Relationships can get complicated, and gifts within these relationships can complicate matters further – especially when two cultures and traditions are involved. Questions fill my mind: Is there an unhealthy exchange of power? Are there strings attached? At what price comes the generosity? From whose perspective is a gift extravagant? I wonder if my refusal to accept the gift is because Kabita is “poor” according to my standards. I painfully realized if Kabita earned plenty of money and had a great deal to spend on herself and others, I would find it much easier to accept such a gift, for it would no longer seem “extravagant.” I remember the saari my grandmother gave me, a gift I easily accepted, considering it generous but not extravagant. Knowing that Kabita has spent a significant portion of her monthly salary on her gift has created a dilemma for me.
I think of others who have offered extravagant gifts and those who have received extravagant gifts. The Bible story of the “Widow’s mite” comes to mind:
“I tell you the truth,” Jesus said, “this poor widow has put in more than all the others. All these people gave their gifts out of their wealth; but she [the widow] out of her poverty put in all she had to live on.”
And the account of the woman showering expensive perfume upon Jesus’ feet:
Some of those present were saying indignantly to one another, “Why this waste of perfume? It could have been sold…and the money given to the poor.” And they rebuked her harshly. “Leave her alone,” said Jesus. “Why are you bothering her? She has done a beautiful thing to me.”
Extravagant gifts. I think of God’s extravagant gifts to us: Immanuel, God with us; Grace: God’s forgiveness and love for us, the opportunity for redemption and renewal in God. We have not earned these gifts. We do not deserve these gifts. God gives these gifts freely, and we are to receive them, recognizing the community and the common humanity that we share. As I consider the saari, the material gift Kabita has offered me, I am awed by the greater gift she offers me, the gift of her friendship and love, to me, an outsider, a stranger here at Family Village Farm.
I realize that part of my job being here in India is to learn from the people here. Talking to others, I learn that by refusing Kabita’s gift, it is likely that she will not accept gifts from me in the future. My action now will impact our relationship in the days and months ahead. I learn that to refuse her gift is an insult, like the disciples chastisement of the woman generously pouring the oil on Jesus’ feet. I realize that my refusal claims the power of the situation for myself – my refusal (which stems from my wealth) puts a limit on her generosity (which she extends in spite of her modest means). I am still confused, so I ask for guidance from a colleague whom I trust.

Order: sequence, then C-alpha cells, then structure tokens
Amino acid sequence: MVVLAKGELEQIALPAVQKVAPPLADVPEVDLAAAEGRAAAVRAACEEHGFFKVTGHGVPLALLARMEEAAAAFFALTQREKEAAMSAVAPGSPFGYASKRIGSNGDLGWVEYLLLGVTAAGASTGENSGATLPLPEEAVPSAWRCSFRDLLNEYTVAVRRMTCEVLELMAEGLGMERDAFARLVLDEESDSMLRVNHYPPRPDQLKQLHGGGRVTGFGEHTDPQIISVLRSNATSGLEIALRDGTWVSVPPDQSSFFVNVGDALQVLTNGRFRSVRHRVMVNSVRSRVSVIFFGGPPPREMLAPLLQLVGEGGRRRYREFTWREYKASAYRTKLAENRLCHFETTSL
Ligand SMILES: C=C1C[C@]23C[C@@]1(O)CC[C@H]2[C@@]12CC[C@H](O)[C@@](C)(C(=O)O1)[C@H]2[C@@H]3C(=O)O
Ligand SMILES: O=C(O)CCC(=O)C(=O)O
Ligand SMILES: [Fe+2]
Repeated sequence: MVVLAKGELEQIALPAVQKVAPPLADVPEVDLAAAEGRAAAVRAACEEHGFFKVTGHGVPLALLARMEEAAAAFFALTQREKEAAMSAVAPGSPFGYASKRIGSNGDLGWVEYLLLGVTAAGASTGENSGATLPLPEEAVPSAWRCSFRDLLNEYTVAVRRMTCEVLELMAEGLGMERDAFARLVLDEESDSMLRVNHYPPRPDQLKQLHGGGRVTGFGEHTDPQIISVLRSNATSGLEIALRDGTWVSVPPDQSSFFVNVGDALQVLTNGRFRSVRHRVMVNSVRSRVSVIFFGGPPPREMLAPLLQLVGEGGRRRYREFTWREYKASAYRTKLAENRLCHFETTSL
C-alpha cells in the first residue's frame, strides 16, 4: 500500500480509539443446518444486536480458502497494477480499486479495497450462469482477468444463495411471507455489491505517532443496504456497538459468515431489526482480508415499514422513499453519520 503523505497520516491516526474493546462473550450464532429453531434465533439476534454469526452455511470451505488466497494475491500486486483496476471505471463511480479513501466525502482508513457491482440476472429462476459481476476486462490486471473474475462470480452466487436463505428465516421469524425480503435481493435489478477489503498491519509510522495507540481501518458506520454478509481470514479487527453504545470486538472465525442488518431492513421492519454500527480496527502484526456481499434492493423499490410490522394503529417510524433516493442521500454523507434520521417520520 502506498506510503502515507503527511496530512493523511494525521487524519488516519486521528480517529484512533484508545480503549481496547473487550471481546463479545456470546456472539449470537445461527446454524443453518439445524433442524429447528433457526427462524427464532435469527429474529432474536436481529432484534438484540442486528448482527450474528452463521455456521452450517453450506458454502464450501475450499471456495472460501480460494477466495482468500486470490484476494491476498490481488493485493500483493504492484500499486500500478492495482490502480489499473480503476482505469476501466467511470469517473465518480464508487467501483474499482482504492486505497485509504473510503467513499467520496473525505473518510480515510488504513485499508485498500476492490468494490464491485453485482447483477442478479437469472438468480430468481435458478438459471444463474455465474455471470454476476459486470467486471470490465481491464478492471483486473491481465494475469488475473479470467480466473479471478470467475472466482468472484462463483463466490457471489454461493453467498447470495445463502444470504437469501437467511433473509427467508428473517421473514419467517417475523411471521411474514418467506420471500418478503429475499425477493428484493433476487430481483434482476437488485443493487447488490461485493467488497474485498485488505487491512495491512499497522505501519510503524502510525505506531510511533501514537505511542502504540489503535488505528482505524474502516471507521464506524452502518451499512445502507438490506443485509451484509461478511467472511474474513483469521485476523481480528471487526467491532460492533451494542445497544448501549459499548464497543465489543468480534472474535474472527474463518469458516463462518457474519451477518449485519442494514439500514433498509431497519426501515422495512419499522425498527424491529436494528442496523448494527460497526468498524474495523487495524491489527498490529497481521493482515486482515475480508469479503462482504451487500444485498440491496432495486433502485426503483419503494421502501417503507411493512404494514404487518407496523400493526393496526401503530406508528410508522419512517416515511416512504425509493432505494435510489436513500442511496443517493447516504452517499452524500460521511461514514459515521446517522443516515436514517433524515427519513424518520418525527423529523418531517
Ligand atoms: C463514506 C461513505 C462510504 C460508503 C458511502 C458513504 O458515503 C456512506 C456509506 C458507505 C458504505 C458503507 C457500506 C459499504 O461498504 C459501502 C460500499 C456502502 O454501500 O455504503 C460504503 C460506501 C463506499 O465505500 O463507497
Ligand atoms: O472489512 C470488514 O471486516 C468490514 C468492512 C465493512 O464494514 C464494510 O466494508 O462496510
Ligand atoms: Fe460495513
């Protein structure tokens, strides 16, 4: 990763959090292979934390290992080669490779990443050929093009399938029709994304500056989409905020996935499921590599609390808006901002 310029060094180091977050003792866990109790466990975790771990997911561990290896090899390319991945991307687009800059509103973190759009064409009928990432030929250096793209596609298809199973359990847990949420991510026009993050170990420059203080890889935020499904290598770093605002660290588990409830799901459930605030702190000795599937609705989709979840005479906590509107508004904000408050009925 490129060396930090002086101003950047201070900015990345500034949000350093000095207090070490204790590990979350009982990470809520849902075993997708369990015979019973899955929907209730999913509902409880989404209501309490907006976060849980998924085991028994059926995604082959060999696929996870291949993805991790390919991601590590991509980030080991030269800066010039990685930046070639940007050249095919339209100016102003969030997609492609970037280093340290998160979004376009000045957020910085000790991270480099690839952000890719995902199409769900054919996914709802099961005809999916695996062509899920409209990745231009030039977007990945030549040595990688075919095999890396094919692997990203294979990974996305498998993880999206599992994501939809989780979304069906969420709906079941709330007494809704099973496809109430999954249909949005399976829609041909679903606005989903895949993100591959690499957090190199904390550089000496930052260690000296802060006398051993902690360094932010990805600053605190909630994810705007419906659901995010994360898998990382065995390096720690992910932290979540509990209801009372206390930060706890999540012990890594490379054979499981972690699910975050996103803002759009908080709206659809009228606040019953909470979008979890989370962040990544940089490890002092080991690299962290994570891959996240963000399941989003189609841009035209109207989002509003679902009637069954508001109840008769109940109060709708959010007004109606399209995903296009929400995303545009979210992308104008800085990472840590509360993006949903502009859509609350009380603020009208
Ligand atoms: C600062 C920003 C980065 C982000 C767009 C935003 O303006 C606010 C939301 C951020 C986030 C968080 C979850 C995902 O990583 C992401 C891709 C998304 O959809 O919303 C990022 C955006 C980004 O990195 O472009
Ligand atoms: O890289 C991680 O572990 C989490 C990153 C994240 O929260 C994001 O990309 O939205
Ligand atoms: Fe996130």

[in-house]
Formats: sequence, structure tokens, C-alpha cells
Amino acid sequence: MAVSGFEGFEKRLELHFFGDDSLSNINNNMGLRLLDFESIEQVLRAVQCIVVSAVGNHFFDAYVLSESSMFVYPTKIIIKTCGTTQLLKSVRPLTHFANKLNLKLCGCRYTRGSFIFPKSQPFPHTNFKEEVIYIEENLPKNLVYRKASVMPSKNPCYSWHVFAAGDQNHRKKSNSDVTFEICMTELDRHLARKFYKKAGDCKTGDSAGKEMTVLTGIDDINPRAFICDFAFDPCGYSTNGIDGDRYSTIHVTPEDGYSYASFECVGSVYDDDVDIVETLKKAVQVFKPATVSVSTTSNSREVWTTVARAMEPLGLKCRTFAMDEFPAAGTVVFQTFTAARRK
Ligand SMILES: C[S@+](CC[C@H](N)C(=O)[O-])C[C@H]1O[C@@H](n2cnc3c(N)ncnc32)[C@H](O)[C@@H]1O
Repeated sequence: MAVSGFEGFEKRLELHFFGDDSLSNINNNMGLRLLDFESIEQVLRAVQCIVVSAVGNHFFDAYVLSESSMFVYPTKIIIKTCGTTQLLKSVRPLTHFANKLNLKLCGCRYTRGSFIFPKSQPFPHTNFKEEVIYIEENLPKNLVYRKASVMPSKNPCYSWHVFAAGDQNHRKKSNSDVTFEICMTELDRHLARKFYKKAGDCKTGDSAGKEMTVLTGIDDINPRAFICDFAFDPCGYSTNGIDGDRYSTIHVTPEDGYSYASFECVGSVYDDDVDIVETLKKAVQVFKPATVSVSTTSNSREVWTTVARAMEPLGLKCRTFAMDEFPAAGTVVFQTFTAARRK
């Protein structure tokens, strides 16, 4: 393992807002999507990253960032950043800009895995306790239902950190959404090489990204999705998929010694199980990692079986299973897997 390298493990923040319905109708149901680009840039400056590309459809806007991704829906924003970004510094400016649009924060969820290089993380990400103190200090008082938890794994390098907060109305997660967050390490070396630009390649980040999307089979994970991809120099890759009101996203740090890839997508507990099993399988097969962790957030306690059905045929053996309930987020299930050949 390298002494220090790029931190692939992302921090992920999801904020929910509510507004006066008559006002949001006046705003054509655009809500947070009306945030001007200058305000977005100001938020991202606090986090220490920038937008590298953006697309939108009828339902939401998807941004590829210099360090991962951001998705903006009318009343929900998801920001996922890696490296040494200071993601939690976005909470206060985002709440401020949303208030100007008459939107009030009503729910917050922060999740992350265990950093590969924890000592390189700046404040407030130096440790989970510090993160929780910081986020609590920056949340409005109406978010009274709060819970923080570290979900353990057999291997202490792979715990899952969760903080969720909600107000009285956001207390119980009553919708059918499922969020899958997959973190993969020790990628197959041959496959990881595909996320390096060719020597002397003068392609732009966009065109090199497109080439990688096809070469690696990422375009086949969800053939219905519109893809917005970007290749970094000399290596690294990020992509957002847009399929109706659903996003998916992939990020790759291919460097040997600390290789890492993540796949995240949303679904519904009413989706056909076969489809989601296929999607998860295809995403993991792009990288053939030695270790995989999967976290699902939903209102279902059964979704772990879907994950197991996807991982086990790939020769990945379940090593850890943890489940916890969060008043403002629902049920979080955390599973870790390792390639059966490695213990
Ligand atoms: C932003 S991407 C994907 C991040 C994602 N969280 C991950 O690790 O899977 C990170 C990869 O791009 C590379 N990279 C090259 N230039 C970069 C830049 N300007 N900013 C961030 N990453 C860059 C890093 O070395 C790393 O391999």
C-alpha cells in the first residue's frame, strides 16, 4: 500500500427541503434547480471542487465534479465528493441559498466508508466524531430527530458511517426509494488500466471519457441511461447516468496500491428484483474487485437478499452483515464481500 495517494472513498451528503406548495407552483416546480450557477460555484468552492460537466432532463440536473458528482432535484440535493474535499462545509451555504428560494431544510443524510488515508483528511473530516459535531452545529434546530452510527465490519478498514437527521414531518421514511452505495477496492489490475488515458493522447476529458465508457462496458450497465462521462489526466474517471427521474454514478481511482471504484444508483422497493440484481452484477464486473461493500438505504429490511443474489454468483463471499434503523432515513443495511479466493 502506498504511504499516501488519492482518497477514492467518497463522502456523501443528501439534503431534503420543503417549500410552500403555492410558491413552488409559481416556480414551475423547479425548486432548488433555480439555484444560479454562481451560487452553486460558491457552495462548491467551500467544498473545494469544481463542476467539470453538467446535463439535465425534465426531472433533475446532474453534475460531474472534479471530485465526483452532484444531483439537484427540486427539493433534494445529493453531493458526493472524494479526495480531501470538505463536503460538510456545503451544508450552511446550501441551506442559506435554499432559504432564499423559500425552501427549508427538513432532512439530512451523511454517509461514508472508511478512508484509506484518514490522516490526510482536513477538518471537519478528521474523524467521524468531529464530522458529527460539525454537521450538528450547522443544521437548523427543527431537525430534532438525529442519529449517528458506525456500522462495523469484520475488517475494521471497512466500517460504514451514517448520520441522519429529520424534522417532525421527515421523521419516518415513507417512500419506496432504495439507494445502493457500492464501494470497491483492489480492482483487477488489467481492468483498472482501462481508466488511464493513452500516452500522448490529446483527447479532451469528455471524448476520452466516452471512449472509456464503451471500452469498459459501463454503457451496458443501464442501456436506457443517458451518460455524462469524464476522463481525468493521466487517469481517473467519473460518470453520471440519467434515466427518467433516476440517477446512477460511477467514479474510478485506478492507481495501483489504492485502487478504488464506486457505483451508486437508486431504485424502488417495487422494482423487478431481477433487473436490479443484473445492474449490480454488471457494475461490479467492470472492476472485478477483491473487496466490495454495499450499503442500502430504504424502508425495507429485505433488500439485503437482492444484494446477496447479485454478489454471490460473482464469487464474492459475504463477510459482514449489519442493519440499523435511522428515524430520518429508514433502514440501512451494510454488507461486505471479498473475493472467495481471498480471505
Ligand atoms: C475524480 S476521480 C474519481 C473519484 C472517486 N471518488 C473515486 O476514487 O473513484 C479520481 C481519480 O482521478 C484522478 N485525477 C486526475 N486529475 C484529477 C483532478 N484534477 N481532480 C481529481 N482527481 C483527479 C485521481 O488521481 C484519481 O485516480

“You accept the saari and give something in return,” my colleague tells me. “But only if she tries again to give it to you. You must not go and ask for it.” I see the wisdom in her advice. I realize that I have made a mistake in not simply accepting Kabita’s gift, extravagant or not.
The next morning, Kabita Akka calls me into her room again. When she tries to give me the saari, I feel no confusion. “Thank you,” I say. She tucks it into my hand bag and tells me to wear it for Christmas. She smiles at me, and I feel blessed – not because I have one more saari but because of the extravagant love and care this saari represents, and because I have received the courage and grace to accept such love.
Relationships are complicated, but so worth the growing pains. I look forward to finding my reciprocal gift for Kabita. But this evening, it is enough to be together. I sit with Kabita as her cottage children plait her hair. She teaches me a Tamil song and a prayer. Together, sisters, we watch the afternoon sun. “She has done a beautiful thing to me.”
Almighty God, thank you for the people who fill our lives with abundant love and fellowship. Help us to receive gifts and generosity with grace and gratitude. Empower us to be generous to others and to express our love to them abundantly. We give thanks for your abundant generosity and love for us. Amen.
Thandiwe serves as a Global Mission Intern with the Family Village Farm located in Katpadi, Vellore, India. Thandiwe serves in organizational assistance, counseling, accompaniment at the boarding homes, and teaches English and music. Her ministry is possible because of funds provided by Week of Compassion of the Christian Church (Disciples of Christ).
Children at the Family Village Farm can be sponsored through Global Ministries Child Sponsorship program. Click here to learn more about Child Sponsorship.